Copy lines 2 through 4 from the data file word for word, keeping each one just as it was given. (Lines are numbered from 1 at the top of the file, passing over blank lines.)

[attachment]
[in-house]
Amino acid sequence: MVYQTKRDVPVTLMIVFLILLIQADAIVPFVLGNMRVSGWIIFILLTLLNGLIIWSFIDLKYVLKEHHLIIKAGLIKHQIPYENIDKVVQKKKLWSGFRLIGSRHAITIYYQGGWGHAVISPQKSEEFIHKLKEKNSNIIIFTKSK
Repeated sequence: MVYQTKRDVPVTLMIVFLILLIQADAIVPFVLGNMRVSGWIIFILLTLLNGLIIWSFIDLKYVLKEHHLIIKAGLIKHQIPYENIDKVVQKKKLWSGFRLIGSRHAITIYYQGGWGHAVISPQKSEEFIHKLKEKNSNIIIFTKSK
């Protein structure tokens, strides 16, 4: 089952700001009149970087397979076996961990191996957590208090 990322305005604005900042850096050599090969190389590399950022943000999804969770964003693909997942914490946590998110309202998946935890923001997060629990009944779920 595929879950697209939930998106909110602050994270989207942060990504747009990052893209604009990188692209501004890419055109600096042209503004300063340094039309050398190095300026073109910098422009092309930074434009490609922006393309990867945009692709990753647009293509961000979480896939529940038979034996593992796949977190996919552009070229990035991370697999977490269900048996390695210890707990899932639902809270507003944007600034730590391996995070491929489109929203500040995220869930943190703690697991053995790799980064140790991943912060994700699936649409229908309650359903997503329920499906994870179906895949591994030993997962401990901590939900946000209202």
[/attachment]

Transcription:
Amino acid sequence: MVYQTKRDVPVTLMIVFLILLIQADAIVPFVLGNMRVSGWIIFILLTLLNGLIIWSFIDLKYVLKEHHLIIKAGLIKHQIPYENIDKVVQKKKLWSGFRLIGSRHAITIYYQGGWGHAVISPQKSEEFIHKLKEKNSNIIIFTKSK
Repeated sequence: MVYQTKRDVPVTLMIVFLILLIQADAIVPFVLGNMRVSGWIIFILLTLLNGLIIWSFIDLKYVLKEHHLIIKAGLIKHQIPYENIDKVVQKKKLWSGFRLIGSRHAITIYYQGGWGHAVISPQKSEEFIHKLKEKNSNIIIFTKSK
């Protein structure tokens, strides 16, 4: 089952700001009149970087397979076996961990191996957590208090 990322305005604005900042850096050599090969190389590399950022943000999804969770964003693909997942914490946590998110309202998946935890923001997060629990009944779920 595929879950697209939930998106909110602050994270989207942060990504747009990052893209604009990188692209501004890419055109600096042209503004300063340094039309050398190095300026073109910098422009092309930074434009490609922006393309990867945009692709990753647009293509961000979480896939529940038979034996593992796949977190996919552009070229990035991370697999977490269900048996390695210890707990899932639902809270507003944007600034730590391996995070491929489109929203500040995220869930943190703690697991053995790799980064140790991943912060994700699936649409229908309650359903997503329920499906994870179906895949591994030993997962401990901590939900946000209202």